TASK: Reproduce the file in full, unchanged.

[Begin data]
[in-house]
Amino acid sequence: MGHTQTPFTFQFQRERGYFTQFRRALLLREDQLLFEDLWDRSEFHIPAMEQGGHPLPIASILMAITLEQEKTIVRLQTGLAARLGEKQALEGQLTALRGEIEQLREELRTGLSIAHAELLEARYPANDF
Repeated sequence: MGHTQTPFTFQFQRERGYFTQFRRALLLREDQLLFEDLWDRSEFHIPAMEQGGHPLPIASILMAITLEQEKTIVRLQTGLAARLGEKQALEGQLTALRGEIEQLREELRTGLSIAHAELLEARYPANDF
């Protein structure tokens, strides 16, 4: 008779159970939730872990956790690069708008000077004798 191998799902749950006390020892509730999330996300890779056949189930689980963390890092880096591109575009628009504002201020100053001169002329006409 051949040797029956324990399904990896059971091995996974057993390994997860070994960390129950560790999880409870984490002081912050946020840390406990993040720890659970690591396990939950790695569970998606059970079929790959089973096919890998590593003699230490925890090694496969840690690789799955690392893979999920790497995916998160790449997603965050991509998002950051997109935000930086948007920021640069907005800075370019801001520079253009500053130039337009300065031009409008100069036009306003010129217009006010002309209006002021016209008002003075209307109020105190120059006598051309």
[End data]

[in-house]
Amino acid sequence: MGHTQTPFTFQFQRERGYFTQFRRALLLREDQLLFEDLWDRSEFHIPAMEQGGHPLPIASILMAITLEQEKTIVRLQTGLAARLGEKQALEGQLTALRGEIEQLREELRTGLSIAHAELLEARYPANDF
Repeated sequence: MGHTQTPFTFQFQRERGYFTQFRRALLLREDQLLFEDLWDRSEFHIPAMEQGGHPLPIASILMAITLEQEKTIVRLQTGLAARLGEKQALEGQLTALRGEIEQLREELRTGLSIAHAELLEARYPANDF
């Protein structure tokens, strides 16, 4: 008779159970939730872990956790690069708008000077004798 191998799902749950006390020892509730999330996300890779056949189930689980963390890092880096591109575009628009504002201020100053001169002329006409 051949040797029956324990399904990896059971091995996974057993390994997860070994960390129950560790999880409870984490002081912050946020840390406990993040720890659970690591396990939950790695569970998606059970079929790959089973096919890998590593003699230490925890090694496969840690690789799955690392893979999920790497995916998160790449997603965050991509998002950051997109935000930086948007920021640069907005800075370019801001520079253009500053130039337009300065031009409008100069036009306003010129217009006010002309209006002021016209008002003075209307109020105190120059006598051309």